The role of the European Commission

The Brussels based European Commission is the executive body of the EU, responsible for:

  • Proposing legislation to the European Parliament and Council. The Commission is the only EU institution with the power to initiate legislation;
  • Managing and implementing EU Policies and supervising the budget. Among many other policies, the Commission oversees the operation of the Common Fisheries Policy and its financial instrument the European Fisheries Fund;
  • Ensuring EU law is upheld by the Member States. In its role as “Guardian of the Treaties” it has the power to initiate legal proceedings against Member States who do not fulfil their obligations. If initial infringement proceedings, such as letters to the Member States, do not work – the Commission can take a country to the Court of Justice, who can impose penalties;
  • Representing the EU on a global level. The Commission can represent the EU in international fora such as the World Trade Organisation and can also negotiate agreements with third countries, such as negotiating fishing rights.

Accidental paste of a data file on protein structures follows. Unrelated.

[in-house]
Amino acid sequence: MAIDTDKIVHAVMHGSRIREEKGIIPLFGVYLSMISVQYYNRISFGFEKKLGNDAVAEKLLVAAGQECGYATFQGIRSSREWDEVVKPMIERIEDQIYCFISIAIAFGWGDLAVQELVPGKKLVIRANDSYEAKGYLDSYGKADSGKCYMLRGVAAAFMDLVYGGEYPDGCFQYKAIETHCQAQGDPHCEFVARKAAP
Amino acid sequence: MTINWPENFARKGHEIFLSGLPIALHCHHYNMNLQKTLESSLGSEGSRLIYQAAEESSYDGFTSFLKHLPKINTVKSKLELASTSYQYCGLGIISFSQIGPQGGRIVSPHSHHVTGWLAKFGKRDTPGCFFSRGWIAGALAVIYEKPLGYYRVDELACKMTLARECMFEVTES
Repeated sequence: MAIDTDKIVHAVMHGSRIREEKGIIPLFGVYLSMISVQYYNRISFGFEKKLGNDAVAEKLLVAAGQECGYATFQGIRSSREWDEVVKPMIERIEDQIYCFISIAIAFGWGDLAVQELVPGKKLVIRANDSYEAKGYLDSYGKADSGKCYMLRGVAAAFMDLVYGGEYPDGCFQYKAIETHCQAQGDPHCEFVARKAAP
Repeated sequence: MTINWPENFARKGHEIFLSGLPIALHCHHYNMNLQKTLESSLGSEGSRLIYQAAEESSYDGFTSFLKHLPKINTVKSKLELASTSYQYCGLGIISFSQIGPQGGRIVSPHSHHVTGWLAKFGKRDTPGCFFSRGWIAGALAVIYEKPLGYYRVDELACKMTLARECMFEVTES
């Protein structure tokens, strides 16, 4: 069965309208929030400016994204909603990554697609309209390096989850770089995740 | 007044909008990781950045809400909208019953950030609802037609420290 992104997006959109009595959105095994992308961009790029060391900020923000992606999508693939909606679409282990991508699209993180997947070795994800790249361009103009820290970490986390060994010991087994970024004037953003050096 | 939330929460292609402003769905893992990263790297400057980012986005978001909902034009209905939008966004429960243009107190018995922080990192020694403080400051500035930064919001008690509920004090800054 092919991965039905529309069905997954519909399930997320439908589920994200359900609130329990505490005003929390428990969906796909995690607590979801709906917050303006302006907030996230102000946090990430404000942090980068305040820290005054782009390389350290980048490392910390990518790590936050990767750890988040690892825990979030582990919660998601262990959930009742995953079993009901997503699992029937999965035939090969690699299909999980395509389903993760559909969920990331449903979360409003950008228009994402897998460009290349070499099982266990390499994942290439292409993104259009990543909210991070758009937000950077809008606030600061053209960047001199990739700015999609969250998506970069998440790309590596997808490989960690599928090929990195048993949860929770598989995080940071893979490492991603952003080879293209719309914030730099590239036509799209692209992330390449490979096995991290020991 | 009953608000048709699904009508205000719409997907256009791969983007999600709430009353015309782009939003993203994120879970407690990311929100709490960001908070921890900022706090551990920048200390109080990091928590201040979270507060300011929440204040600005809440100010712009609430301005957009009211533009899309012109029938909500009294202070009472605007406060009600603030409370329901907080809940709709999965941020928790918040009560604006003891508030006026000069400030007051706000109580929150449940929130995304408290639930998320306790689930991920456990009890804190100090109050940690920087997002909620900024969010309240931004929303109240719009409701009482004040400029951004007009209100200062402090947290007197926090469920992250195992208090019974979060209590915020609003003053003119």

There are 27 Commissioners (known as the College), nominated by their Member State for five years, each responsible for one or more EU policy areas. Each Commissioner has a Cabinet of personally selected staff including a spokesperson for the media.

The Commissioners are supported by Commission staff, organised into Directorate Generals (DGs), each working on designated policy areas. They are staffed by civil servants and each DG is headed by a Director General, the equivalent to a top civil servant in a government ministry, who reports to the Commissioner in that policy area.

When developing a new policy proposal, the relevant DG will prepare a draft, which is then discussed and if necessary amended with other concerned DGs – this process is called the Inter-service Consultation. Once finalised the College of Commissioners will adopt the proposal at one of its weekly meetings. The Official Commission proposal will then be examined by the EP and Council according to procedures which vary in relation to the policy area.

 

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How the CFP works

  • The role of the Council of Ministers
  • The role of the European Parliament
  • The role of the European Commission
  • What is the CFP?

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